PITTSFIELD -- U.S. Rep. Richard E. Neal touted the need to defend social safety-net programs for seniors on Wednesday as he began his introduction to a city that will be crucial to his re-election.
Neal, a Springfield Democrat, started his Pittsfield visit at Berkshire Elder Services on Wendell Avenue, speaking with local medical professionals and advocates for Social Security and Medicare.
"[These advocates] want to make sure that people continue to receive the services that they vitally need," Neal said. "Making sure that they receive those services should be a full-frontal effort on the part of all of us to continue their integrity."
Neal said changes can be made to Medicare to bring down costs, however, including asking wealthy seniors to pay higher co-pays or increasing efforts to root out the more than $50 billion each year that is siphoned off from the program through fraud.
He also called the argument that Social Security is going broke "specious," and said Medicare and Medicaid would be in much better shape if unemployment was below 5 percent (the national rate is 8.6 percent).
Next fall, Springfield will be absorbed into Massachusetts' 1st Congressional District because of national population shifts accounted for in the 2010 U.S. census. John Olver, the current representative for the district, has announced he will retire when his term expires in January 2013.
Berkshire County belongs to the 1st
Neal, who currently represents the 2nd District, already has announced his intention to seek another term, but he will face a primary fight with Andrea F. Nuciforo Jr. -- Register of Deeds in the Berkshire Middle District -- before the November 2012 general election.
Neal said many issues facing Berkshire County are similar to those being faced nationally. He also noted the common interests between the county and areas he represents in the Pioneer Valley.
"We have a very similar outlook," Neal said. "We have all felt a degree of alienation from the state capital."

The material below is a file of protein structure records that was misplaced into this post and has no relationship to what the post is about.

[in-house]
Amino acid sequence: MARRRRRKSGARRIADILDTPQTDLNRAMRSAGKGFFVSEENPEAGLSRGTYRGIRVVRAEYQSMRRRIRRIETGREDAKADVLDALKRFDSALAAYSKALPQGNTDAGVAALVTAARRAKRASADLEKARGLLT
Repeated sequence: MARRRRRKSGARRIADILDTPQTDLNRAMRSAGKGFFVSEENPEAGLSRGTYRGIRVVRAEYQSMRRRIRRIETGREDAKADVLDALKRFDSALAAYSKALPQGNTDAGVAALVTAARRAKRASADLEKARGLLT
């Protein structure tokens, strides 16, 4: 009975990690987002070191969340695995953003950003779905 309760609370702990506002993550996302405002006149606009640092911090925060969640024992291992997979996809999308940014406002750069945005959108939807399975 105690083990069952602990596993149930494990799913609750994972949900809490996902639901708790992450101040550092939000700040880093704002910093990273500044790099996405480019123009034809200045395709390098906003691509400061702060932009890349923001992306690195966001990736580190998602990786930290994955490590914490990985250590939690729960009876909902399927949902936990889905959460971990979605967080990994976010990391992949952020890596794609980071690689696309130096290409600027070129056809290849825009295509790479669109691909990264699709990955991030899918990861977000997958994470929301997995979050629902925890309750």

Neal also visited Berkshire Medical Center, General Dynamics and the Berkshire County Jail & House of Correction during his time in Pittsfield on Wednesday. He said there were "feel-good" stories at each stop, as he praised the efforts of each organization. He also noted the challenges facing officials at the jail and at BMC, from drug- and alcohol-related crime issues to health-care costs for Medicare-dependent institutions.
Members of the Berkshire delegation in attendance at the Elder Services discussion said it's too soon to endorse Neal for 2012, but they applauded his willingness to reach out to the county.
"It's very important to get to know your district, and Congressman Neal has done a great job of getting out here to Berkshire County," said state Rep. Tricia Farley-Bouvier, D-Pittsfield.
Others said there will be challenges before the election, but voters likely will be pleased with what they see.
"What he'll find and what many people here in the Berkshires will find is that a lot of what Richie Neal has been fighting for in the last 20 years is what matters to this region," said state Sen. Benjamin B. Downing, D-Pittsfield. "He's been on the right side of a lot of issues."
Neal is expected to return to the county next week for another tour of the area.
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